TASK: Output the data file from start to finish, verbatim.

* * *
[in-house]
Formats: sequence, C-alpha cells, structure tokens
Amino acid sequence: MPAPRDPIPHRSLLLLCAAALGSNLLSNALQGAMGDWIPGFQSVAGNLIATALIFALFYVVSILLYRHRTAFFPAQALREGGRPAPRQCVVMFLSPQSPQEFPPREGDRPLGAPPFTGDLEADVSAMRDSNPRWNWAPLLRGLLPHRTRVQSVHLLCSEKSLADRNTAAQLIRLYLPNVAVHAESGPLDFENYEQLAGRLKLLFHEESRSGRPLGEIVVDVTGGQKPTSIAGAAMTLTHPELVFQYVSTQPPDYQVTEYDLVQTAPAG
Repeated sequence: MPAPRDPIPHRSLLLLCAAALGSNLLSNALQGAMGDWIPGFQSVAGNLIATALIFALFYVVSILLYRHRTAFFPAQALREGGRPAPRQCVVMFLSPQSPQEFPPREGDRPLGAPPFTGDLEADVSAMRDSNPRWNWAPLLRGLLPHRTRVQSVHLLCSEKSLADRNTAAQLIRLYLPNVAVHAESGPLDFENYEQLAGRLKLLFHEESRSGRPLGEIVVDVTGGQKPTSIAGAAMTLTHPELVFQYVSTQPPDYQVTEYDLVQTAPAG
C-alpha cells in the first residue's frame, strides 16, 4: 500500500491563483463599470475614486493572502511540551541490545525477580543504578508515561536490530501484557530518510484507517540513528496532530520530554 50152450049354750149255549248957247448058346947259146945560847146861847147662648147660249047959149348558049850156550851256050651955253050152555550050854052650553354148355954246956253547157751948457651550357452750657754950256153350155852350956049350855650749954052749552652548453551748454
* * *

[in-house]
Formats: sequence, C-alpha cells, structure tokens
Amino acid sequence: MPAPRDPIPHRSLLLLCAAALGSNLLSNALQGAMGDWIPGFQSVAGNLIATALIFALFYVVSILLYRHRTAFFPAQALREGGRPAPRQCVVMFLSPQSPQEFPPREGDRPLGAPPFTGDLEADVSAMRDSNPRWNWAPLLRGLLPHRTRVQSVHLLCSEKSLADRNTAAQLIRLYLPNVAVHAESGPLDFENYEQLAGRLKLLFHEESRSGRPLGEIVVDVTGGQKPTSIAGAAMTLTHPELVFQYVSTQPPDYQVTEYDLVQTAPAG
Repeated sequence: MPAPRDPIPHRSLLLLCAAALGSNLLSNALQGAMGDWIPGFQSVAGNLIATALIFALFYVVSILLYRHRTAFFPAQALREGGRPAPRQCVVMFLSPQSPQEFPPREGDRPLGAPPFTGDLEADVSAMRDSNPRWNWAPLLRGLLPHRTRVQSVHLLCSEKSLADRNTAAQLIRLYLPNVAVHAESGPLDFENYEQLAGRLKLLFHEESRSGRPLGEIVVDVTGGQKPTSIAGAAMTLTHPELVFQYVSTQPPDYQVTEYDLVQTAPAG
C-alpha cells in the first residue's frame, strides 16, 4: 500500500491563483463599470475614486493572502511540551541490545525477580543504578508515561536490530501484557530518510484507517540513528496532530520530554 50152450049354750149255549248957247448058346947259146945560847146861847147662648147660249047959149348558049850156550851256050651955253050152555550050854052650553354148355954246956253547157751948457651550357452750657754950256153350155852350956049350855650749954052749552652548453551748454